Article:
Repertoire Music Arranged by Time Signature and Tempo

This series was inspired by Andrew’s work on the music for the new Associate Training and Assessment Programme at the Royal Ballet School. This programme doesn’t have a syllabus as such – rather, teachers are encouraged to put their own enchaînements together for students, using a prescribed vocabulary of movements.

These three albums contain over 200 pieces of music – six complete ballets (Swan Lake, Giselle, Coppélia, La Bayadère, Don Quixote & The Nutcracker) recorded with even phrasing for easy setting in class. The music is organised by time signature and sequenced by tempo, from slow to fast.

For younger dancers, there is a similar series (blue, orange and purple album covers) containing popular Film and Musical Theatre themes arranged and sequenced in the same way.


Some notes on ‘Repertoire Music for Ballet Class’ – September 2023

Tempo choices A – Arranging ballet class music into categories of tempo and time signature presents several challenges. The tempo I have put in brackets after each track title and even the ‘two-ness’ or ‘three-ness’ of a track are to some extent subjective. The slow ‘In 2’ tracks for instance could be counted at double the stated tempo, the faster tracks at half the stated tempo. The first track on the 2/4 album, the Swan Lake Czardas, could be counted at (and notated at) 31 beats per minute (counting the ‘beat’ as the minim chord changes) or 62 bpm (if you were to walk to the music) or even conceivably as 124 bpm. And of course, choreography may have steps at half, single, double time etc of what we call the ‘beat’.

Tempo choices B – On stage, the music on these albums would be performed at a range of speeds depending on the soloist, the conductor and the tradition / era of the performance. For this series of albums, I generally chose tempos that I felt would be useful and exciting do dance to in class so apologies if I haven’t recorded your favourite music at your favourite tempo.

Compound time signatures – I’ve put most of the music notated in 6/8 on the ‘In 2’ album as these pieces are most likely to be counted ‘1 & a 2 & a’ (not 1 2 3 4 5 6), and are likely to have a similar role in class to a 2/4 at a comparative speed (sautés at 100 BPM, for instance). Although many ballet waltzes were originally notated in 6/8, most dance teachers would count them in 3, so they are on the ‘In 3’ album. Giselle’s Entrance and the Hunt scene are both in 6/8 but are not out of place at the end of the ‘In 3’ collection if counted in quavers rather than dotted crotchets.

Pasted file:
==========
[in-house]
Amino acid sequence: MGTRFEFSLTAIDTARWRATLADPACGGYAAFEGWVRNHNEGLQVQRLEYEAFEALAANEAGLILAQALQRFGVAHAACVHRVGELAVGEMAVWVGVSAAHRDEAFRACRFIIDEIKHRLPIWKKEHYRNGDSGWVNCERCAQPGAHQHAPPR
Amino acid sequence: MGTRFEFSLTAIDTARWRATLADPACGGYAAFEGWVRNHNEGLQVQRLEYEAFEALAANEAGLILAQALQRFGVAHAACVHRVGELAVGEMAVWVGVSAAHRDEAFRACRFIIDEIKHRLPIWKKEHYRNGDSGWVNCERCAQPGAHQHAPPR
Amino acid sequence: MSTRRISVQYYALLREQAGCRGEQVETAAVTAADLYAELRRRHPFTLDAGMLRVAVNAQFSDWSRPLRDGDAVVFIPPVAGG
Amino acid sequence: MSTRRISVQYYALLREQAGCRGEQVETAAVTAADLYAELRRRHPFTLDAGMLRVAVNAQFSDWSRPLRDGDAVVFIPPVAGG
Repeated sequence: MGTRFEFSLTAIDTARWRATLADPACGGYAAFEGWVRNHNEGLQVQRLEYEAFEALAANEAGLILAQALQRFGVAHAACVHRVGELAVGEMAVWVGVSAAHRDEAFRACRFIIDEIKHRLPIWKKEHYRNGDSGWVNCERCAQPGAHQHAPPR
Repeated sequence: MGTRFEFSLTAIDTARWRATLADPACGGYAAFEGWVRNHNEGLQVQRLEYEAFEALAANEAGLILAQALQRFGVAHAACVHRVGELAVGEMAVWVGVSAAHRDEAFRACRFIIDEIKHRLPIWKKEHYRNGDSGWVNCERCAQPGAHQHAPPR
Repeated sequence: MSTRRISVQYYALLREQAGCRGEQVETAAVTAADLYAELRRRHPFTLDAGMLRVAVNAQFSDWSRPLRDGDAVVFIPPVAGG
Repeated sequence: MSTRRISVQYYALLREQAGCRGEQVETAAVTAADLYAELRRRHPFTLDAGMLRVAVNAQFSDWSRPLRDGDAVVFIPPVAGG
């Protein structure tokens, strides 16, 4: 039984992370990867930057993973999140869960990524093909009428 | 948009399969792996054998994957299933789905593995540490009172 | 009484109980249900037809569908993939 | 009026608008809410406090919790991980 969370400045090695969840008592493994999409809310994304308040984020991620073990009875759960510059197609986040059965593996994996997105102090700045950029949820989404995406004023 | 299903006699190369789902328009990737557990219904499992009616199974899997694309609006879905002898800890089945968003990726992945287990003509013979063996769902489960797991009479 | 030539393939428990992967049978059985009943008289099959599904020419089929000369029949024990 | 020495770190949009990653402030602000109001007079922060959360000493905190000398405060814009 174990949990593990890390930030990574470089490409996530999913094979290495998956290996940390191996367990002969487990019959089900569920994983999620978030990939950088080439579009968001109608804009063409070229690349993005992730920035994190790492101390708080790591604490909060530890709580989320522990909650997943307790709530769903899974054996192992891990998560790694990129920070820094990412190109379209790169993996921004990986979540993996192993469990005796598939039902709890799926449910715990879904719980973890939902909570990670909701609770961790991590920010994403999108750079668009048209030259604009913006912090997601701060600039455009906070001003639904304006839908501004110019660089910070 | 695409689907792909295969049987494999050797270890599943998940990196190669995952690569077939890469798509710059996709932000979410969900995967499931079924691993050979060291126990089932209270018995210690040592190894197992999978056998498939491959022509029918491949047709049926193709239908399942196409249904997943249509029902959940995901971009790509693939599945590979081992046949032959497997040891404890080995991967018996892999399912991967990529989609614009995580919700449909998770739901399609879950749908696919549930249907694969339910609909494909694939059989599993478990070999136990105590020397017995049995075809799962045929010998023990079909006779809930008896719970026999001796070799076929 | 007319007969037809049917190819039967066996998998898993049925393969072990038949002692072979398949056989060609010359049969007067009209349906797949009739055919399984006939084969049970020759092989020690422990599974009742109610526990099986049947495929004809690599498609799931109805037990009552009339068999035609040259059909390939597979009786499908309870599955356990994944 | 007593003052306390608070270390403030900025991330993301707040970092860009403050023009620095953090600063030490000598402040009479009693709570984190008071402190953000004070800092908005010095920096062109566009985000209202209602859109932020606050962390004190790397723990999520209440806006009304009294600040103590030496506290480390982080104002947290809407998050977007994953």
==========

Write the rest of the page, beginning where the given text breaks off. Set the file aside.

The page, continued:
Metre in slower pieces – For the sake of simplicity, I’ve divided the Adage & Port de Bras collection into ‘In 4’ and ‘In 3’. There are many pieces here that are slow 12/8s or slow 6/8s but I’ve classed these as ‘in 4 with a triplet feel’. These pieces could on one level be counted in 3 or 6 or 12 but I suspect most dancers wouldn’t count them this way – rather 1 & a 2 & a 3 & a 4 & a – the ‘& a’ forming the ‘triplets’.

Tempo perception A – A piano recording may sound to be slower than an orchestral recording at the same tempo. After years of recording pianos and orchestras playing the same music, I’ve never established definitively why this is the case. Pianos are percussive and are typically recorded with microphones close to the strings. The sound of an orchestra has a slower ‘attack’ and is recorded with more distant microphones to record the blend of the instruments and the bloom of the hall they’re recorded in. I wonder whether a piano has to play slightly faster than an orchestra to generate the same perceived ‘energy’? Answers on a postcard please.

Tempo perception B – A rag may sound ‘lazier’ than a light, straight 2/4 at the same tempo. A 6/8 may feel different for the dancer to a 2/4 at the same tempo even though the downbeats occur with exactly the same frequency. The pitch range of an accompaniment may also affect the perceived tempo – a piece in the lower register of the piano may sound ‘slower’ than it is, a higher register piece ‘faster’.

Alternative arrangements of piano scores – I have in several cases done my own piano arrangements of the orchestral score and there are several reasons for this. Some piano scores are over-complex and unplayable (for me at least), some are overly simplistic and some ‘orchestral reductions’ do not convey the ‘effect’ of dancing to an orchestra and sound dull and uninspiring. On the other hand, an orchestral score is optimised for the experience of the audience. My intention with these albums was to present the teacher and the dancers with music that complements and doesn’t detract from the steps being learned, so my timing is relatively strict and some of the phrasing and dynamics aren’t what you might hear on stage.

Even phrase lengths – A decision I had to make early on in the recording process was whether to play the ‘original structure’ of each piece, or whether to make the phrasing ‘square’ ie in groups of 8, 16, 32, 64 etc. In the vast majority of cases, I chose a square structure which I think will be most flexible in class.

Track titles – I have deliberately used as few characters as possible so all the relevant information is visible on Spotify on a phone screen. If you want opus numbers and full titles, they’re easy to find elsewhere on Spotify or on Wikipedia.

Happy Birthday – In a group of 13 dancers, someone’s likely to have a birthday every 4 weeks. So no, this music from ‘In 3’ is not from a ballet, but it’s FUN, and FUN should be at the heart of every class!